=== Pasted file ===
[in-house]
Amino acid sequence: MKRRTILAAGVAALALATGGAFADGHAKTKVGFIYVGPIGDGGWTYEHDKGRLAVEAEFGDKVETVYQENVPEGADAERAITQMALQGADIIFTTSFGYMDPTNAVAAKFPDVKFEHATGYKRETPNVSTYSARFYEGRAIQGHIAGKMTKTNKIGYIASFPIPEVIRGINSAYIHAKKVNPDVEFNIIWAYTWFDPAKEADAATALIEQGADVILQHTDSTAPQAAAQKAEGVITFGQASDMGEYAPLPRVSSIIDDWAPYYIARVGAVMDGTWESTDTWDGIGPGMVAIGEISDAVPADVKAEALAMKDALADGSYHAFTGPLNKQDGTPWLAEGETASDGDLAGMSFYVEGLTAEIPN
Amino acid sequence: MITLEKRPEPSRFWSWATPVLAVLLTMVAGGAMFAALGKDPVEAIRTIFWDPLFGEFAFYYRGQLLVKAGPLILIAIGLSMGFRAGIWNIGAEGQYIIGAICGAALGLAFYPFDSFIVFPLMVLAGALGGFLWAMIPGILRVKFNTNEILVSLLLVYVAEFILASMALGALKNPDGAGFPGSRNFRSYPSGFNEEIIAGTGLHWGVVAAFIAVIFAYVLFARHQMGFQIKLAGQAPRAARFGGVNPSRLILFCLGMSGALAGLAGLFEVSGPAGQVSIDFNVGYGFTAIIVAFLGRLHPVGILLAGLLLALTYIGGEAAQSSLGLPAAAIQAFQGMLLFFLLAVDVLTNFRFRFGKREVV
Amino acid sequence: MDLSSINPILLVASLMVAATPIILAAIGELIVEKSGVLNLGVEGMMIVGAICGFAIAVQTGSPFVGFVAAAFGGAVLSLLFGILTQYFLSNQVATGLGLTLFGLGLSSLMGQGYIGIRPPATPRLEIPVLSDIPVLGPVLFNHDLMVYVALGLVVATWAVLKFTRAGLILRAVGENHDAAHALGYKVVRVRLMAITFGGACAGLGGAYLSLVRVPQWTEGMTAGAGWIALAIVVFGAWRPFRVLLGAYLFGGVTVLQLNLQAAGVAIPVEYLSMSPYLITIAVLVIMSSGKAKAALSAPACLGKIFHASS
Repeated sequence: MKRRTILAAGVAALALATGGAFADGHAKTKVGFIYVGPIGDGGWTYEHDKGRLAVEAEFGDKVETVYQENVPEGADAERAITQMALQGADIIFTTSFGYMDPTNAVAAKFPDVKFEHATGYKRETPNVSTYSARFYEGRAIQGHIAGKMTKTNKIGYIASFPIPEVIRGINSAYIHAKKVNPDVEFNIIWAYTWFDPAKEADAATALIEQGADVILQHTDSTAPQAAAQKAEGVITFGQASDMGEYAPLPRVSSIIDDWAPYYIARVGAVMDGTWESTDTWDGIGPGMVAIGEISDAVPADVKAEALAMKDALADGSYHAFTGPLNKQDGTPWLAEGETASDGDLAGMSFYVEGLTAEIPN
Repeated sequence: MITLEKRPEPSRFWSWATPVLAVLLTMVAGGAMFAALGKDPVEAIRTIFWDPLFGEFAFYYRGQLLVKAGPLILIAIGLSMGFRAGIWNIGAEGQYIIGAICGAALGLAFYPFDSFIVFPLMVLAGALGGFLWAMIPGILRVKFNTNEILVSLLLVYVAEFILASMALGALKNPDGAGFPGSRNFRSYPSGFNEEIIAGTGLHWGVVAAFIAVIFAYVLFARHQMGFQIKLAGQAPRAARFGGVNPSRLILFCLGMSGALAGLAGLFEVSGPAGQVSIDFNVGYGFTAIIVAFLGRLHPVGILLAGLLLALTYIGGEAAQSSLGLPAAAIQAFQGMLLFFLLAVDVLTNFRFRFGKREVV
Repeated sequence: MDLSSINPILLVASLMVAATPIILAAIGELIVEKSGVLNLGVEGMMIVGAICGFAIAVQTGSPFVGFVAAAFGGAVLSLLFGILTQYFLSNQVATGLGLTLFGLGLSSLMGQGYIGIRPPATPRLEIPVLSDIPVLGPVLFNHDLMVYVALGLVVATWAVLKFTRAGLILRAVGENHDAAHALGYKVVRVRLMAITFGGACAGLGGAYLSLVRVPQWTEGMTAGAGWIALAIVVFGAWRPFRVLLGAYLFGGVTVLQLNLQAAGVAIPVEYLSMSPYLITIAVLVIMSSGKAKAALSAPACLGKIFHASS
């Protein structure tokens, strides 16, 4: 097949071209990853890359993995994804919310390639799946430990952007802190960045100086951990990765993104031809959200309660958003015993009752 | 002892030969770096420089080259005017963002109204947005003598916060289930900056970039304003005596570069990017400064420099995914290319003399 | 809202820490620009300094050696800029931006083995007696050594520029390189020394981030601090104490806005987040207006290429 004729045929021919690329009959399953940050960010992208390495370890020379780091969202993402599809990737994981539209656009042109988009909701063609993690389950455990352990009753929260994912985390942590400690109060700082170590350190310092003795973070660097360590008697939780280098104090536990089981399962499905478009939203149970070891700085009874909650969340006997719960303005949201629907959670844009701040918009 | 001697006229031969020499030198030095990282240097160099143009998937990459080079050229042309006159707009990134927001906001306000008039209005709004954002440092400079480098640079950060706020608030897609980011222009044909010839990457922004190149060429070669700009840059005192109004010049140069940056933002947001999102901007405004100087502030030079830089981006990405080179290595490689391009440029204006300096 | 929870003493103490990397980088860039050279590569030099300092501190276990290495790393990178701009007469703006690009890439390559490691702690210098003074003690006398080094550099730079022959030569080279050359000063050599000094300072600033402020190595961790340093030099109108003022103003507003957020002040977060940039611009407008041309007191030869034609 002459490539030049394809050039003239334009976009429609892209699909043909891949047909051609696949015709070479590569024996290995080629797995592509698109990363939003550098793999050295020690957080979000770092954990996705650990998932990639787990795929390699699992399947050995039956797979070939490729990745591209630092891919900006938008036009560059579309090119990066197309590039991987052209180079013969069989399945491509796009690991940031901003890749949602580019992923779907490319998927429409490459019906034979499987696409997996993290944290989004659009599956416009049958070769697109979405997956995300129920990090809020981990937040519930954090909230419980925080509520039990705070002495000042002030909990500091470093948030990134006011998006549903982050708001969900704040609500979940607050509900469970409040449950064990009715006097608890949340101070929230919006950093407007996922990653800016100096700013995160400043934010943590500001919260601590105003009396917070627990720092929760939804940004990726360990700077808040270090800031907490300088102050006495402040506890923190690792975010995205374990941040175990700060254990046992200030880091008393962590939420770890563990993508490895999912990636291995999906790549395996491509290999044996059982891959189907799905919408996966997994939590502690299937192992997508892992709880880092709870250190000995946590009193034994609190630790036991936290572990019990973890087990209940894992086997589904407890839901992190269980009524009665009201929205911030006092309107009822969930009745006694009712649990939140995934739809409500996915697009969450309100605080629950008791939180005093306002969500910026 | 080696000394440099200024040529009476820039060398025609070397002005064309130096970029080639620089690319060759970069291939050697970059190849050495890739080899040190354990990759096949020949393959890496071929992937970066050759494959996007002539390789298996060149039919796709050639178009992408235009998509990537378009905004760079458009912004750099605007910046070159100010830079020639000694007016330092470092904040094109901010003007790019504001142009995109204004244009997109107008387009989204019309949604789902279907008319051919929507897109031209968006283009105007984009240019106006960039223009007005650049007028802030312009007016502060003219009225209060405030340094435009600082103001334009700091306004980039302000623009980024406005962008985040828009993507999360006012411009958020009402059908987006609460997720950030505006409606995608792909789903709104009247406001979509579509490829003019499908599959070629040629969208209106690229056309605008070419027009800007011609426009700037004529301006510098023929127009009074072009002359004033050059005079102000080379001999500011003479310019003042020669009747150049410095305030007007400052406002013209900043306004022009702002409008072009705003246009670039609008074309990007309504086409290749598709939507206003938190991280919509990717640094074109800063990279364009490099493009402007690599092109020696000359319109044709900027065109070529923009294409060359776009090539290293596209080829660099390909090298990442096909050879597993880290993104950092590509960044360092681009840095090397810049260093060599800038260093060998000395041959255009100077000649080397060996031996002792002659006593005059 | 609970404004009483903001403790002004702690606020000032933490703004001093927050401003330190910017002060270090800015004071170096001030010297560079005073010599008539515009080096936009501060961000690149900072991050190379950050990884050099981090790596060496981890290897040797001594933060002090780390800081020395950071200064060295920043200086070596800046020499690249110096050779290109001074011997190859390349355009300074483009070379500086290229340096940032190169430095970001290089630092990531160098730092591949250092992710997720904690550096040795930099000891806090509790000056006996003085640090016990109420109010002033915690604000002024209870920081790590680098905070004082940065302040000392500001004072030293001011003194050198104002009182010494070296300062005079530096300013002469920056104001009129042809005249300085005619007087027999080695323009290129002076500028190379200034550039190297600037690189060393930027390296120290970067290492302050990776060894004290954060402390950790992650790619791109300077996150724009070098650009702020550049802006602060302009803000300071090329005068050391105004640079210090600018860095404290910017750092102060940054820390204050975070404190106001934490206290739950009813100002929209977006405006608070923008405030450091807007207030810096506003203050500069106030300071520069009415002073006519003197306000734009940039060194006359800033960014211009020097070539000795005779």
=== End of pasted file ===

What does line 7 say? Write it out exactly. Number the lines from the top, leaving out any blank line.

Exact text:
Repeated sequence: MDLSSINPILLVASLMVAATPIILAAIGELIVEKSGVLNLGVEGMMIVGAICGFAIAVQTGSPFVGFVAAAFGGAVLSLLFGILTQYFLSNQVATGLGLTLFGLGLSSLMGQGYIGIRPPATPRLEIPVLSDIPVLGPVLFNHDLMVYVALGLVVATWAVLKFTRAGLILRAVGENHDAAHALGYKVVRVRLMAITFGGACAGLGGAYLSLVRVPQWTEGMTAGAGWIALAIVVFGAWRPFRVLLGAYLFGGVTVLQLNLQAAGVAIPVEYLSMSPYLITIAVLVIMSSGKAKAALSAPACLGKIFHASS